“We appointed an independent structural consultant who opined that the compressive and tensile stresses in the walls exceed the limits as per the coda requirements of IS:1905-1987 and that the buildings are unsafe. Halifax bars he opined do not provide any significant increase in compressive strength. The structural consultant of the conservation architect opined that the building codes referred to by the independent consultant came later and that the engineers who were involved in the construction of the campus were preoccupied with earthquake resistant buildings as Ahmedabad and Gujarat have had significant earthquakes. They concluded that the restored buildings have adequate resistance against design based earthquakes (DBE). D15 they stated will resist moderate earthquakes with limited damage and withstand severe earthquakes with significant damage. The Library, however, will in their opinion resist moderate earthquakes without any structural damage, and severe earthquakes with minor damage.”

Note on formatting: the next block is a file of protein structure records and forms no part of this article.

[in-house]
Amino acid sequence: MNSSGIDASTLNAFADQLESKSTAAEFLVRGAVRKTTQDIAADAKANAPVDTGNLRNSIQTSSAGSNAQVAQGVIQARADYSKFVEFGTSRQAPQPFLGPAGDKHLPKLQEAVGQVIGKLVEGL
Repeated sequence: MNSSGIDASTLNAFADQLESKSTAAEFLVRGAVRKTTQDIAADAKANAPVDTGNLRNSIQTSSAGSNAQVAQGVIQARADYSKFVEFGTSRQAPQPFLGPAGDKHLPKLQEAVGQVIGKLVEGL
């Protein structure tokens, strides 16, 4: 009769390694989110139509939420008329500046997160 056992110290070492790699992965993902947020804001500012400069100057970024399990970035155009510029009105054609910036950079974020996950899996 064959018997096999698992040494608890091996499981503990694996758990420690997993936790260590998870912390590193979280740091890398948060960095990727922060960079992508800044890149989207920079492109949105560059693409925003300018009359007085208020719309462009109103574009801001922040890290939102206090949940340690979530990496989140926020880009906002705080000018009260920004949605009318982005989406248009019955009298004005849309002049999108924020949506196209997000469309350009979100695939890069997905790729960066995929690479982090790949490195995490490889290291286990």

So Somaya Kalappa Consultants were to restore the Dorm, on the basis of its success the library building was to proceed and did. And yet, for the latter the consultants are being celebrated for having done a Sterling Job, won a UNESCO award etc., while the former is now being condemned as a failure, something which on the 28th of November Somaya and Kalappa don’t seem to know about. Nor do they seem to be aware about this structural second opinion and a tender notice that is to be published on the 4th of December, a week after the talk linked below.